Bernie Ecclestone was a dinosaur and didn’t want to make F1 open to the younger market, he said himself that teenagers can’t afford Rolex’s, but, by the same token, there have been drivers making and posting social media items for a few years. Hamilton himself famously tweeted the alleged telemetry data of buttons car and was using snap chat in a press conference last year as just 2 high profile instances. After the Spain incident, Rosberg did a Facebook live stream video giving his side of the events of what happened. YouTube contains hundreds of F1 clips covering a good number of years (including clips throughout 2016 that were available during the season).

        1. What he’s saying is that, unless officially sanctioned, all F1 videos on YouTube are there illegally.

          This is correct.

          If so desired, FOM could remove the lot and there’d be nothing you, or any of us, could do about it.

          1. Not all f1 videos. F1 footage from before FOM is actually not legally their property.
            If you load a video from a 1960’s GP they have no right to take it down.

  4. Personally, for me as a fan of F1, social media like snapchat, facebook, and twitter are not at all important. What is important is the lack of an official F1 site that allows fans access to it’s heritage in a meaningful way. How about a site devoted to pre-21st century full race broadcasts? They would receive plenty of eyeball time from me. The comments sections could even be limited to discussions of the specific race being shown and season it happened in. Heck, I might even PAY for something like that..

    1. Me too, if someone could just dig all the F1 archives from the past, and make them available to the public, the sport would grow as a whole and add value to the business. Heritage counts a lot for any brand, and Formula 1 will greatly benefit on its heritage to grow in the future. We only need accessibility to all of this.

    2. I agree. That would be much more interesting, and I very much hope that one of the things that Liberty realises is that there is a market for releasing older content, whatever way they choose to go about it. Indeed, I see no good reason that they couldn’t provide such a site -and- sell DVDs of past seasons — I know there are some people who would greatly prefer to access such content online, and others (such as myself) who would greatly prefer DVDs.

    3. Sir, you are so right.

    4. +1. I think that the impact and potential of social media has been overrated in F1.

      What I find strange is the talk about restrictions on social – you could have fooled me! The Mercedes team tweets 20 times EVERY SINGLE DAY on average. The problem isn’t access – it’s the content being produced. For example over the past week, we’ve seen a flurry of posts by journalists posting the exact same thing about the car launches. More unique angles are needed.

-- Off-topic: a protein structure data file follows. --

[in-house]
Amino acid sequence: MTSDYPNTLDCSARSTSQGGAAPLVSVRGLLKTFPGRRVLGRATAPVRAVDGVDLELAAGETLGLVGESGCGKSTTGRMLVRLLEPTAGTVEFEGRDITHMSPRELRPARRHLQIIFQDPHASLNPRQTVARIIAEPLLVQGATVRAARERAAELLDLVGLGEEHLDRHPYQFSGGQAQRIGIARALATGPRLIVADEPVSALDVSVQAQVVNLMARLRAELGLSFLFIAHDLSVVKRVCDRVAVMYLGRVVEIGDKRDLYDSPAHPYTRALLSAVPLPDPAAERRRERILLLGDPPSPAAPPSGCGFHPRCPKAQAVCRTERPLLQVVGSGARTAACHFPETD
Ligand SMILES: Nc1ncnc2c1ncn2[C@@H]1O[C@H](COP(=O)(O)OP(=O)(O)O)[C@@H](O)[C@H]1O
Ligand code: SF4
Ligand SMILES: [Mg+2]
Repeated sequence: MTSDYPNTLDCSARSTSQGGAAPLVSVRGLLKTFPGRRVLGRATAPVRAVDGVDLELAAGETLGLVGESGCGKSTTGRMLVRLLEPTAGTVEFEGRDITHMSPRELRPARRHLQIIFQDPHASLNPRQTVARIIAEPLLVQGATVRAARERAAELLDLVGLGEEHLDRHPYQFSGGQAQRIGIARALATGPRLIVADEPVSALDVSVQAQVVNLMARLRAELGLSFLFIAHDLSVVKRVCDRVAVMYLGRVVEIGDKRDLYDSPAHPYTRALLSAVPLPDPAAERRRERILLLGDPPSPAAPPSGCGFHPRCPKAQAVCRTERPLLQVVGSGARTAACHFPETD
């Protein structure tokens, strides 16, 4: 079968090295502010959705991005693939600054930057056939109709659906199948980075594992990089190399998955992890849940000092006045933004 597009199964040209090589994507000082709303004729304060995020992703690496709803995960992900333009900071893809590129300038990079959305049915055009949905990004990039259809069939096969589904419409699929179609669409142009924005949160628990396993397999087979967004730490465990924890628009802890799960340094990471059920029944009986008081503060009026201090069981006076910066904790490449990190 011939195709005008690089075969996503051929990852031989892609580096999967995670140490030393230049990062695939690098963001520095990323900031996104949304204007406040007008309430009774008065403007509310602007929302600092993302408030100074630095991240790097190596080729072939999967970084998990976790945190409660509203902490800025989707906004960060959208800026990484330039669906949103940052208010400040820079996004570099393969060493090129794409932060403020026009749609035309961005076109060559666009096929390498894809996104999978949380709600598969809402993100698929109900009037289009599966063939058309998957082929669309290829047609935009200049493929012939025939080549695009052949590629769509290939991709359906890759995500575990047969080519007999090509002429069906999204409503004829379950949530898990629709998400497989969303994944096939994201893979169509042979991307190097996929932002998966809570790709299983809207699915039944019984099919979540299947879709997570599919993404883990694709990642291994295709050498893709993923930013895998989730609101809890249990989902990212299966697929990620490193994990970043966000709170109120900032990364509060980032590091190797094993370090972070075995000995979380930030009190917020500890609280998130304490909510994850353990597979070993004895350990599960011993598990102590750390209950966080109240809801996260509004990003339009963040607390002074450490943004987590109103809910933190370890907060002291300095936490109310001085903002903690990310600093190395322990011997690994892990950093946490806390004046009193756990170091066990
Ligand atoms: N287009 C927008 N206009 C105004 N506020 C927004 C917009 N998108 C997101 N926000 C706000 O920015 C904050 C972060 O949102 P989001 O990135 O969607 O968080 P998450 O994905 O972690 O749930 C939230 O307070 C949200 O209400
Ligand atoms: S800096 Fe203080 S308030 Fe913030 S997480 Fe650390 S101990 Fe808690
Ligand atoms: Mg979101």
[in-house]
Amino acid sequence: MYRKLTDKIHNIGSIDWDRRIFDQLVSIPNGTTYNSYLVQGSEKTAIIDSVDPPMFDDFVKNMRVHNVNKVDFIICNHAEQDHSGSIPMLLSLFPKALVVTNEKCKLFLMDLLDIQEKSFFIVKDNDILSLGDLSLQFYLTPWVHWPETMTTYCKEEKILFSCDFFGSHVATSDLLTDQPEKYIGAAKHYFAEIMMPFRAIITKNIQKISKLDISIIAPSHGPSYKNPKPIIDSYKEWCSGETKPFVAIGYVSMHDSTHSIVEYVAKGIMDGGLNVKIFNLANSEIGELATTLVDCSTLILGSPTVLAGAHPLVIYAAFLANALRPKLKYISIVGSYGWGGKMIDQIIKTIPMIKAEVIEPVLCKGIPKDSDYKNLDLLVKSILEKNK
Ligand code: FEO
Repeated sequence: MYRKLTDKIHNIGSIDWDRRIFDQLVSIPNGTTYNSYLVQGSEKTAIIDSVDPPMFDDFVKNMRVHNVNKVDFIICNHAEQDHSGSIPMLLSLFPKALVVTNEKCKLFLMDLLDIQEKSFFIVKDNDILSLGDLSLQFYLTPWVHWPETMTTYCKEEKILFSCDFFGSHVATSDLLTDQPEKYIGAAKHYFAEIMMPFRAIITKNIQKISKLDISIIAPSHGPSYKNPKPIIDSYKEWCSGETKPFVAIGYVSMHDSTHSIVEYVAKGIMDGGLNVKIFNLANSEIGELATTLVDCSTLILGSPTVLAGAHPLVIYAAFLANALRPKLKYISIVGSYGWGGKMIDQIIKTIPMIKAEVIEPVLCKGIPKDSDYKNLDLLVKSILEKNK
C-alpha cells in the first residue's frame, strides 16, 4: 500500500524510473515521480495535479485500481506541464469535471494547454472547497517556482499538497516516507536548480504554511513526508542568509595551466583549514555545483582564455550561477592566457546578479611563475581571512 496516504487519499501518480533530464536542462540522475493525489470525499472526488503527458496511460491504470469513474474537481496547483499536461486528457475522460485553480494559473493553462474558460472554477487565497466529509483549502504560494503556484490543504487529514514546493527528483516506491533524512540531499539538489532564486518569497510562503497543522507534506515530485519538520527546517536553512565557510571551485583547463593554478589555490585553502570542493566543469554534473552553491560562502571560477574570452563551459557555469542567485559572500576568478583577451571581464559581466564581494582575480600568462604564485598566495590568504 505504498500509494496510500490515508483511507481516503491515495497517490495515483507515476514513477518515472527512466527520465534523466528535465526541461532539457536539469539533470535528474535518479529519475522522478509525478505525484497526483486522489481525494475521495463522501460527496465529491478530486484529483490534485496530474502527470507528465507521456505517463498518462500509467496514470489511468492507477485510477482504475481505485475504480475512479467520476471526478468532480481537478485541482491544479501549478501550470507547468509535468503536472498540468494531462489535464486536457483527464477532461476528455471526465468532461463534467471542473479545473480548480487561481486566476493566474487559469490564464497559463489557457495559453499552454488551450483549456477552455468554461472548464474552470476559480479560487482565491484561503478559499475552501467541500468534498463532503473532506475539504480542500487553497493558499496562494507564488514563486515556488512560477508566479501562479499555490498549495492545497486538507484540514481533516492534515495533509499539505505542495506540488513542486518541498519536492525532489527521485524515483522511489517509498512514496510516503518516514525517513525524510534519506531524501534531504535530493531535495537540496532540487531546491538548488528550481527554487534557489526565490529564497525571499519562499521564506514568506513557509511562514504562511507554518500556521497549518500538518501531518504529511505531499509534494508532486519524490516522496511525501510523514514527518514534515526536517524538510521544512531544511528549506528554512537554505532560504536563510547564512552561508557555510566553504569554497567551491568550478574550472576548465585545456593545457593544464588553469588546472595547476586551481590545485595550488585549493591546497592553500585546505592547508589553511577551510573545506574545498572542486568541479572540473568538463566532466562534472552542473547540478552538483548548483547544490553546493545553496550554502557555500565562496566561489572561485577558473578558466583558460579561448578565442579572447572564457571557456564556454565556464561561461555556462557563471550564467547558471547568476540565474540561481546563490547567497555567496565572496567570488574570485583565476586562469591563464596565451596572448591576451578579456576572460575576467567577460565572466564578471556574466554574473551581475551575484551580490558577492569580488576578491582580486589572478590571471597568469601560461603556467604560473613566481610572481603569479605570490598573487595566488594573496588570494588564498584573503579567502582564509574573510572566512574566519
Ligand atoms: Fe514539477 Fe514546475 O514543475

I’m sure Liberty will free the drivers up to post more stuff, but I’m just as sure that the needle on the dial won’t move the ratings just because they do. Marketing F1 is basically about attracting the attention of people who DON’T watch it in the first place. More content on social media won’t fix that.

      Just think about the millions of social posts about other sports. How many motorsport fans have started watching the Premier League on the back of the (huge amount of) social media content put out by footballers, pundits and TV personalities?

  5. Lewis wants to tweet telemetry again. smh.

    1. This is taking the sharing telemetry to a whole new level. Except for his teammate ofcourse

  6. “In Formula One every time, for example, I would have posted a picture or a video I would have got a warning from the FIA or a notice telling me to take it down.”

    This is why Bernie was replaced ASAP. No earthly reason to keep this restriction…

    Drivers should stream pre race, teams should film pit operations, personel should pop out tweets,… F1 should be massievly more socially publicised.

    Keep the live races on payTV or wherever, but whenever LH does free publicity for F1 he should be encouraged, helped… And it can be done right away, let teams film the testing process.

  7. I want selfies at 200mph, Lewis! Anything less does not engage fans.


    1. I want selfies and bunny ears during the FIA press confer…. or wait.

  8. More social media the better. F1 should flood Instagram with videos and pictures, create a valuable YouTube channel with lots of content, including historic races.